Parents are facing increasing pressure to pay out thousands of pounds for extravagant school trips, campaigners have claimed.

Recent trips to far-flung destinations such as China, Peru and Borneo have attracted costs of up to £4,700 per pupil - prompting claims that schools are creating a division between privileged and less well-off pupils.

Schools insist the trips are important for developing children's leaderships skills, respect and cultural awareness, but critics argue that many parents would struggle to meet the costs and pupils unable to take part are likely to feel left out.

Chris McGovern, chairman of the Campaign for Real Education, told the Sunday Times: "School trips have become a one-upmanship contest.

"These come at ever higher prices which many parents cannot afford. Unnecessarily, this divides children into the privileged and the underprivileged, into the ‘haves’ and ‘have-nots’.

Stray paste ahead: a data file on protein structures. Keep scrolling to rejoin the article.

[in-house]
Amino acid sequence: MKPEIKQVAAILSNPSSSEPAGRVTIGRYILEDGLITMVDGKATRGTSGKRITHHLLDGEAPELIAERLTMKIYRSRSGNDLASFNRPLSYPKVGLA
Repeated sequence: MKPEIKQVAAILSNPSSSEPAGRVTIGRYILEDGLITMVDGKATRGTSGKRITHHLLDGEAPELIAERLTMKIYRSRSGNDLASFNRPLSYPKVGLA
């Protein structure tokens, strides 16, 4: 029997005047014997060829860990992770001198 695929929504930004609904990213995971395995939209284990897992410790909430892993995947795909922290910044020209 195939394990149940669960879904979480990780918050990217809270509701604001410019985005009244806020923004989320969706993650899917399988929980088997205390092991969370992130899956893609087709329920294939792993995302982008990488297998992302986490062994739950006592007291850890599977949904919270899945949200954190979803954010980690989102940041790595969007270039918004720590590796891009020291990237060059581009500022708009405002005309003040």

"Teachers will claim that such trips have educational value. If so, what justification is there for pricing out poorer children?”

Details of trips released under freedom of information laws reveal that the most expensive excursion - to Ecuador and the Galapagos Islands - was organised by Balfron High School, near Stirling, at a cost of almost £4,700 per pupil.

A three-week “educational” trip to Tanzania organised by Braes High in Falkirk cost pupils £3,750 each, while an 11-day “global citizenship” trip to Machu Picchu in Peru for schoolchildren in Fife cost £2,650 per person.

A further 19 pupils from Girvan Academy in South Ayrshire paid £2,490 each to visit Malawi and a week’s holiday in China for pupils at Denny High in Falkirk also cost £1,450 per child.

Lindsay Paterson, from Edinburgh University’s school of social and political science, said: “Enabling children to experience leadership is a good thing but what you might doubt is whether you need to go to the other side of the world to achieve it. You could develop leadership in Scotland in deprived communities.

"I’m not criticising schools or parents for seizing the opportunity to send their children abroad but I do question whether public policy is doing nearly enough to widen opportunity in this regard.”

Stirling council said the Ecuador trip was planned two years in advance and children were encouraged to fundraise for it.

Falkirk Council said the trips gave children cultural and educational experiences.